For good reason, we Brits are proud of our National Health Service. It’s free at point of access and provides very good value. People on the whole like it. Yet these positive feelings can lead to a Not Invented Here syndrome, especially for employees who have a semi-religious attachment to NHS. The sentiment runs along the lines of, “Why do we need the private sector to help us?” I sometimes think that if the NHS had its way, they would set off to build their own iPhone. 


This power of self-belief is admirable on one front, especially when you consider that NHS employs 1.5 million people. But it also means that you could be looking at the world as an Us versus Them problem. This becomes important in areas such as data analytics and AI, because insular, hermetic ways of thinking lead to limited perspectives about the latest innovations in the world beyond. Worse, you can begin to look at the private sector as offering only vendor relationships, where all you need to do is say, “You will go and do these tasks,” and the vendor takes care of it for you. The trouble with this mentality is that the data analytics and AI fields are maturing so rapidly, neither the public nor the private sector has all the answers. In fact, the two need to co-exist and work together.


Getting from Them to Us

Here are three approaches to more collaborative ways of working with the other sector, whether that’s public or private for you.


  1. Move beyond transactional vendor behaviors and encourage more proofs of value and concept. This approach may not make private sector companies a lot of money initially, but it will allow public sector data scientists to become familiar with their technologies, and potentially give vendors access to invaluable real-world datasets.
  2. Co-develop assets that mutually benefit both parties. Here NHS can offer some fantastic examples from the COVID pandemic. One happened when  Faculty, an experienced team of AI and machine learning specialists, worked with a local NHS team to develop the COVID-19 Early Warning System (EWS), which is one of the most sophisticated early warning system tools in the world. This tool helps us predict at a hospital level three weeks out what the admissions are going to look like and what the ventilation capacity is going to be. None of this would have been possible had the private sector been unwilling to give up its IP. In Faculty’s case, we developed a true working sense of an extended team.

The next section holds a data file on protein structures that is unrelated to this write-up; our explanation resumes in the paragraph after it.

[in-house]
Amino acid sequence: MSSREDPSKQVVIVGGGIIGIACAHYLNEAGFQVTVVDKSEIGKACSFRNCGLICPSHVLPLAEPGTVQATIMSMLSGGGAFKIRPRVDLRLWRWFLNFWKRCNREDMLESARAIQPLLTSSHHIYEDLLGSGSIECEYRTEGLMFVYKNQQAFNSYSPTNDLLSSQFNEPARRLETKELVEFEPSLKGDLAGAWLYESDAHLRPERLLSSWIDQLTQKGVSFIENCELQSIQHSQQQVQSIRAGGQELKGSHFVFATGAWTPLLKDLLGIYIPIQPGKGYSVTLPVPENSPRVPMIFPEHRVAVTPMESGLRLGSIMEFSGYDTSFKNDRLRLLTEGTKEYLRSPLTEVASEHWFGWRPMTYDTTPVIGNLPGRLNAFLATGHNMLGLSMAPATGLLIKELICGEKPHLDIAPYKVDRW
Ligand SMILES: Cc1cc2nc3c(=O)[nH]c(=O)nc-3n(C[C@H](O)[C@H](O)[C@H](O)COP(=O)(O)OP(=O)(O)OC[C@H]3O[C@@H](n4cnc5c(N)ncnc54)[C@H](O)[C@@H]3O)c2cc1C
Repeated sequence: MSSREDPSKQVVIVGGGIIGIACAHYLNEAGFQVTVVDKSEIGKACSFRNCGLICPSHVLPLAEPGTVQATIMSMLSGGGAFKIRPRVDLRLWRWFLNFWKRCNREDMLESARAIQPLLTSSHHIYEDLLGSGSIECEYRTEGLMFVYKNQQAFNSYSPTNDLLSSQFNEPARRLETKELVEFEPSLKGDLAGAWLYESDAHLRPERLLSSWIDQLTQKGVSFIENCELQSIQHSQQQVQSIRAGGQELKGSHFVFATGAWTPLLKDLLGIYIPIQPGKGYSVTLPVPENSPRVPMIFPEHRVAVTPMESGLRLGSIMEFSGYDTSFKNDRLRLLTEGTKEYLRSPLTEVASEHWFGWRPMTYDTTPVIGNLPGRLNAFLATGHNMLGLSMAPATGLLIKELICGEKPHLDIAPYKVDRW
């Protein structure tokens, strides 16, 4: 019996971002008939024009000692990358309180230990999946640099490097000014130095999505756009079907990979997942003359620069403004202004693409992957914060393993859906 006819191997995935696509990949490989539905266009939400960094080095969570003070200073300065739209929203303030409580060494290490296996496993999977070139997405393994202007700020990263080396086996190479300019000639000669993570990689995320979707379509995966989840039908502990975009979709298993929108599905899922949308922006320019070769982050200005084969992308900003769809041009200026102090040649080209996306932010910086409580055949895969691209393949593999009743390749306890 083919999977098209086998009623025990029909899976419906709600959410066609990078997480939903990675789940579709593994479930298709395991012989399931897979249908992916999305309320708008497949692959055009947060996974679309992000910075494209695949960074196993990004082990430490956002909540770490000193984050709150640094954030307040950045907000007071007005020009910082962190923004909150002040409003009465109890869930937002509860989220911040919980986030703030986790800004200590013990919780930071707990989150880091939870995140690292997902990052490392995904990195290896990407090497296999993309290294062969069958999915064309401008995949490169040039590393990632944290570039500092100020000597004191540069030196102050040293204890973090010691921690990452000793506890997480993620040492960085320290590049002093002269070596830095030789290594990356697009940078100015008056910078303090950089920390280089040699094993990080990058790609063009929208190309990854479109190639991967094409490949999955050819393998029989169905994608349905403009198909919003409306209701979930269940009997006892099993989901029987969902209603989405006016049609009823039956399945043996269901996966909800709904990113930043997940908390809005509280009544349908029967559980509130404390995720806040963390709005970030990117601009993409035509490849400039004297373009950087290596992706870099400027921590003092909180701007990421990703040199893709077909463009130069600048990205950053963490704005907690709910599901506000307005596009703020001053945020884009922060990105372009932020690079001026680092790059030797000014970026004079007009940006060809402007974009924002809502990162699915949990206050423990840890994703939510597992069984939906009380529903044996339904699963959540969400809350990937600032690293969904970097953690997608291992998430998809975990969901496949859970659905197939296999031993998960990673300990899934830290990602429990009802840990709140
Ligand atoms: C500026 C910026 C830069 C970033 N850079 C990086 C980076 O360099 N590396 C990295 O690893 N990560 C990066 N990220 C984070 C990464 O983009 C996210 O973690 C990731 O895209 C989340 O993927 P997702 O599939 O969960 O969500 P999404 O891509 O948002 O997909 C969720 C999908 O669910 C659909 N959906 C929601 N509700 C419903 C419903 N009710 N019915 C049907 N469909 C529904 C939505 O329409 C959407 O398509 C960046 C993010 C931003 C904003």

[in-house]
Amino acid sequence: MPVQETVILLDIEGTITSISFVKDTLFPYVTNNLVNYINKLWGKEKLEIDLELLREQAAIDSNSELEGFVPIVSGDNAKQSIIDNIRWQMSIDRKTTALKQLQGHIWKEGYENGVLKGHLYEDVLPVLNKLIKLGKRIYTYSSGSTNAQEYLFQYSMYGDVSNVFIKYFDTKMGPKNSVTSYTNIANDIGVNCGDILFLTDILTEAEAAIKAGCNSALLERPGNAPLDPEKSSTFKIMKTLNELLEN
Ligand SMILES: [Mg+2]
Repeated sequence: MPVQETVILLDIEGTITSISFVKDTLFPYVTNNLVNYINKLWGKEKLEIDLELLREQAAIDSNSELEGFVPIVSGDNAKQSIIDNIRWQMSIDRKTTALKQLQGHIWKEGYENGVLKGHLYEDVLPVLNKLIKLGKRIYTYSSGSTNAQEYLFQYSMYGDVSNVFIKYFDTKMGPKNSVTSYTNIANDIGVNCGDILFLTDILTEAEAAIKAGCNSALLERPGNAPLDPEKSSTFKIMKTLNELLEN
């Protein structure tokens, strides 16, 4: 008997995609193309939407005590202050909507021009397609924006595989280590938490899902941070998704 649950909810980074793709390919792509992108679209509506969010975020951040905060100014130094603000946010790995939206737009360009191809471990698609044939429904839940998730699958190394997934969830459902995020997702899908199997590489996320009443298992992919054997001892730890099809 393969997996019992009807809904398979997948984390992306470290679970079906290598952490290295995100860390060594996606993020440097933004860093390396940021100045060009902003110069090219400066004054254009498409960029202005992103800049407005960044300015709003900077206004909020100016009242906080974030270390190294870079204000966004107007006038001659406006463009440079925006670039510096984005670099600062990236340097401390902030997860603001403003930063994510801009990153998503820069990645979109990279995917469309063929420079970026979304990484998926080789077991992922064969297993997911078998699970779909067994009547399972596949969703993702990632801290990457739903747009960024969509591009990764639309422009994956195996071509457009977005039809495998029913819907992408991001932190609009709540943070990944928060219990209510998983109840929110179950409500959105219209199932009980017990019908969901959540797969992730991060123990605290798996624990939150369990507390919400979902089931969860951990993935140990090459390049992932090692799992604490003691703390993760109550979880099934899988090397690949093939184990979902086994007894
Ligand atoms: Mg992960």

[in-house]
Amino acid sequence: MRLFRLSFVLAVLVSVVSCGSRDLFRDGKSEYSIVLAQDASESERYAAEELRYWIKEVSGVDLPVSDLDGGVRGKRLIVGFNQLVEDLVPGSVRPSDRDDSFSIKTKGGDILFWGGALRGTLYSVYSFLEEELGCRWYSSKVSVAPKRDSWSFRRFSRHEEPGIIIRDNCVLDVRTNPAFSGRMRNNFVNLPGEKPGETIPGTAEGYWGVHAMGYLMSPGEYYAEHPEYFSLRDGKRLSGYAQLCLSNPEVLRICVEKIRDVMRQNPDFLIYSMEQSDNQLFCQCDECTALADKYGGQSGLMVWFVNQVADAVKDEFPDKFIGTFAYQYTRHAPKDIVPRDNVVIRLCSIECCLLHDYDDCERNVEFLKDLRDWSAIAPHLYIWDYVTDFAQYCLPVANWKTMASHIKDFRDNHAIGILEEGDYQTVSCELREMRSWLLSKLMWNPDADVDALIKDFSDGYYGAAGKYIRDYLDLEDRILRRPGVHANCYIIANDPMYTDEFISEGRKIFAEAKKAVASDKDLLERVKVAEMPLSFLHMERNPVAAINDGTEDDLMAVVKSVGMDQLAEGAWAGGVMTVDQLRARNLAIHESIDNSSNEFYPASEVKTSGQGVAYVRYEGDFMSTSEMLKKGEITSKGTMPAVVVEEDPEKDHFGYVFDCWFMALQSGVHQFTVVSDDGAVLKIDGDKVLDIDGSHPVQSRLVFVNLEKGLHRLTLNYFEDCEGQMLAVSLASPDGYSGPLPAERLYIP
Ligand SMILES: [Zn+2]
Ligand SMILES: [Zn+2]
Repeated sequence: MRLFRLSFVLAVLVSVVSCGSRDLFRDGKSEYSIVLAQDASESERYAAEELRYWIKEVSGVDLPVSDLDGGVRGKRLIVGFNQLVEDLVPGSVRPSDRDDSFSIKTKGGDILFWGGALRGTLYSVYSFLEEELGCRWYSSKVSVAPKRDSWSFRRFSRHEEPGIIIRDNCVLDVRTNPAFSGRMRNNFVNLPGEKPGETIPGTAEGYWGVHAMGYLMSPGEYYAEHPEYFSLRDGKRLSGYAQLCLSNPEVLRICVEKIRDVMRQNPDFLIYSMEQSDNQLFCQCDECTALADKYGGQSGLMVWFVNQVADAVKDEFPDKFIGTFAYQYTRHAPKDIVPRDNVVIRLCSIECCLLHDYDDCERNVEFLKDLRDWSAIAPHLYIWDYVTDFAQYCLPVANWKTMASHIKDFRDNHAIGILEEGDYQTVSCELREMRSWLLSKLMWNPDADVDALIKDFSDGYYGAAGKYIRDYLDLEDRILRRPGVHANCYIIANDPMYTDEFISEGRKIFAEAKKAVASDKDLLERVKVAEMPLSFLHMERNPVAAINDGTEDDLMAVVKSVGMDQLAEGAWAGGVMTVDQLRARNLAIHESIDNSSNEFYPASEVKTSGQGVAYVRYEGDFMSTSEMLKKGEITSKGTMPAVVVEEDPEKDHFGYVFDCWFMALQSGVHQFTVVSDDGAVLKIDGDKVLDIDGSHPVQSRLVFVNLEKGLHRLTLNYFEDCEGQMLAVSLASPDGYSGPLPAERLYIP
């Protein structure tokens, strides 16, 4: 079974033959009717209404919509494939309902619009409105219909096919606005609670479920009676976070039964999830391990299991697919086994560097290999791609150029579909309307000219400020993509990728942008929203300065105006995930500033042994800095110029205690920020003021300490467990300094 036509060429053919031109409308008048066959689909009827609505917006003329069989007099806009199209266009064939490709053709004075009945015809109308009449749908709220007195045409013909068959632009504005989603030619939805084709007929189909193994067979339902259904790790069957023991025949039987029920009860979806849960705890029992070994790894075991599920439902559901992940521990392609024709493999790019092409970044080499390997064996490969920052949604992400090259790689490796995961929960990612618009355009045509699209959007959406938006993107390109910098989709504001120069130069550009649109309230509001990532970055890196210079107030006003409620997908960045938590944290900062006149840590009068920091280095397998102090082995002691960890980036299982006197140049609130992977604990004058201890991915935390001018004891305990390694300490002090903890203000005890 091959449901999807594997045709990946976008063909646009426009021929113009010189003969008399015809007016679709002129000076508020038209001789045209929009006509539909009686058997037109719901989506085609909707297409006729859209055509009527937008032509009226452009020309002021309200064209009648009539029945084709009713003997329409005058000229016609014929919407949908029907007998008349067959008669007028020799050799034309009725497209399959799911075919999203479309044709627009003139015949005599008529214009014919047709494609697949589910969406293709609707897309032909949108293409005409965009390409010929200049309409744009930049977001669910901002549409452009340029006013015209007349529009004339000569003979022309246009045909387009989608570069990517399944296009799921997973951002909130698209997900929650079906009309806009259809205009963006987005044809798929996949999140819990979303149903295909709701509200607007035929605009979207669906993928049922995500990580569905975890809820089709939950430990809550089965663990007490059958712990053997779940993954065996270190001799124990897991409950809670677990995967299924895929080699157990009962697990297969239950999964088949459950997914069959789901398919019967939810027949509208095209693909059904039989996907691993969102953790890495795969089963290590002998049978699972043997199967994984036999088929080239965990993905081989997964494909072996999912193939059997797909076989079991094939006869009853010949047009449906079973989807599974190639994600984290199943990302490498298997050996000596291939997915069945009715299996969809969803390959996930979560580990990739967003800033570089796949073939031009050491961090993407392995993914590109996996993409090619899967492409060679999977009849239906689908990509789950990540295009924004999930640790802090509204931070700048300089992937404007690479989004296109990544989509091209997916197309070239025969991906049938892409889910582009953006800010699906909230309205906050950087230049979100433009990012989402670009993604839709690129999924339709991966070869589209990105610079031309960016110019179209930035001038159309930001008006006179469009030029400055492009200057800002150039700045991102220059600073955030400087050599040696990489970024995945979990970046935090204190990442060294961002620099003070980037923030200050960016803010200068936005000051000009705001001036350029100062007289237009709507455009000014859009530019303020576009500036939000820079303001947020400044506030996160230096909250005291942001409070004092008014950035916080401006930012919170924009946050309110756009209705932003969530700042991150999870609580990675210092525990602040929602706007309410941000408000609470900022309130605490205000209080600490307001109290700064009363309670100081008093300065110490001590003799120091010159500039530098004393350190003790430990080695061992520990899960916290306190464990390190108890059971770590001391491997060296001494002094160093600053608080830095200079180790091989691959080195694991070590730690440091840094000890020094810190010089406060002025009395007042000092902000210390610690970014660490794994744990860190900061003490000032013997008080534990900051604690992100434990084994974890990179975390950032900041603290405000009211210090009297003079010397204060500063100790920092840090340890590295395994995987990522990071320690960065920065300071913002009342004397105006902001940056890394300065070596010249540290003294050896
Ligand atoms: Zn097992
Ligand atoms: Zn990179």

1. Create easy mechanisms to unlock the value of sensitive data. This is a tall order for the public sector, because historically we’re not good at innovation or sharing our data. We can, though, create trusted analytical or research environments that can hold our patients’ data but also can allow private firms to come and unlock the value of that data with us. At NHS we don’t block access to data as long as it’s being used for the right purposes, and firms apply their algorithms in a safe and effective fashion. As part of this joint play, the private firms also commit to training our own public sector analysts in the process.

Working to each other’s mutual benefit is a theme that has become common among software ecosystem partners. It needs to become a more common reality among public sector entities as well. As data leaders, we all need to democratize the way we work with data and analytics. In the case of our latest public-private partnership, we wanted someone who would recognize that we were entering uncharted territory and that each would be likely to make some mistakes, but that we would also share a high tolerance of each other as we got through the process. 


The success of this endeavor makes me a believer that If we as a sector can work more collaboratively with private firms, we won’t lose out on innovation. AI in particular is a lot about startups who want to work in the public healthcare space. I think working together at the intersection of both is where truly significant results can come about.